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The Truman Show Delusion: Real or Imagined?

A few delusional people are convinced they are stars of an imaginary reality show, but doctors disagree on whether it's only an act.


Among the skeptics are Jill P. Weber, PhD, a licensed clinical psychologist in Vienna, Va. “The idea that more people are becoming delusional due to reality TV or The Truman Show phenomenon is tenuous, as it is likely that these people would have become psychotic with or without these influences, but the content of the delusion would be different. If we lived in a world of no TV, and entertainment was in the form of tribal dance, someone who is psychotic may begin to believe that the dance is only for them.”

Still, other experts acknowledge the possibility.

Simon Rego, PsyD, associate director of psychology training at New York’s Montefiore Medical Center, is intrigued by the notion but wants to see if more patients emerge in other cities and countries over time.

“We know that although core themes are quite stable, shifts take place,” he says. “For example, after 9/11, we saw a lot of delusional content about terrorists. With the exponential growth of reality TV and the use of personal web cams and Facebook, some people may be susceptible to developing Truman Show delusion. The danger is self-labeling -- that we are creating a phenomenon -- not discovering one. There’s a difference.”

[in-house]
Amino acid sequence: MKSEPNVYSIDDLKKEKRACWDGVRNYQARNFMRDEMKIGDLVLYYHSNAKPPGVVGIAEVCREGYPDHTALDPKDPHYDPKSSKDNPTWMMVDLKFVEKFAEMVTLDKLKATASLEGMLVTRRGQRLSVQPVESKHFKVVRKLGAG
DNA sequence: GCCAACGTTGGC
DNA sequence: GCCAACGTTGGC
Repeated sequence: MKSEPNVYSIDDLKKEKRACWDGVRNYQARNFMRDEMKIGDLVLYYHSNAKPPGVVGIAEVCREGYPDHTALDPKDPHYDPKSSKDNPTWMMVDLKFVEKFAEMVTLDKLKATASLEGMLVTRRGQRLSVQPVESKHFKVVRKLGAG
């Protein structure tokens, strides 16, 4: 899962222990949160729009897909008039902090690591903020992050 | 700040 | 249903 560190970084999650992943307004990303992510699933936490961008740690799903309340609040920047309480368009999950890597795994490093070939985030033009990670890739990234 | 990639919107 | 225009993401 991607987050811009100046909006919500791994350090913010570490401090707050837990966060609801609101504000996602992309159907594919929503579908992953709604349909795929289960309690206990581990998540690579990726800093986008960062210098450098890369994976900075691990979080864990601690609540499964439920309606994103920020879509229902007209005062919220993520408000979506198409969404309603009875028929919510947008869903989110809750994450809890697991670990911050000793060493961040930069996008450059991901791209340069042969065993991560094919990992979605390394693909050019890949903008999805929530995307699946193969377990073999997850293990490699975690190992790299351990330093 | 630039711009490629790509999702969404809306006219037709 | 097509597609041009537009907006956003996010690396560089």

Carole Lieberman, MD, a Beverly Hills-based media psychiatrist, says, “There is no question that reality TV is dangerous to our nation’s psyche. The Truman Show delusion has not been incorporated into the Diagnostic and Statistical Manual of the American Psychiatric Association, and it is unlikely that it will be anytime soon. However, this doesn’t necessarily negate the clinical experiences of the Drs. Gold.”

Ian Gold says that although TheTruman Show film was played as for laughs, “there was an undercurrent of horror that was really powerful, that captures something of what this artificial environment would be like. Imagine if nobody was authentic [in your life], if every encounter you had was watched and you were utterly alone. The emails I have received since the story broke have brought home to me how terrifying this experience is.”

His brother concurs with the seriousness of the subject matter. Joel Gold has been bothered by some bloggers who have dismissed the Truman Show delusion as frivolous.

“This is a serious mental illness, it’s not silly or a form of narcissism. It’s a severe and persisting mental illness and we don’t want to make light of it. If you think the entire world is fraudulent, that is incredibly distressing.”

Is Pop Culture to Blame?

Does the pervasiveness of reality TV and cultural phenomena like YouTube predict more Truman Show delusion diagnoses in the future? Joel Gold thinks so.

“We’ve got the ‘perfect storm’ of reality TV and the Internet. These are powerful influences in the culture we live in and for some people who are predisposed, it might be overwhelming and trigger a [psychotic] episode. The pressure of living in a large, connected community can bring out the unstable side of more vulnerable people.”

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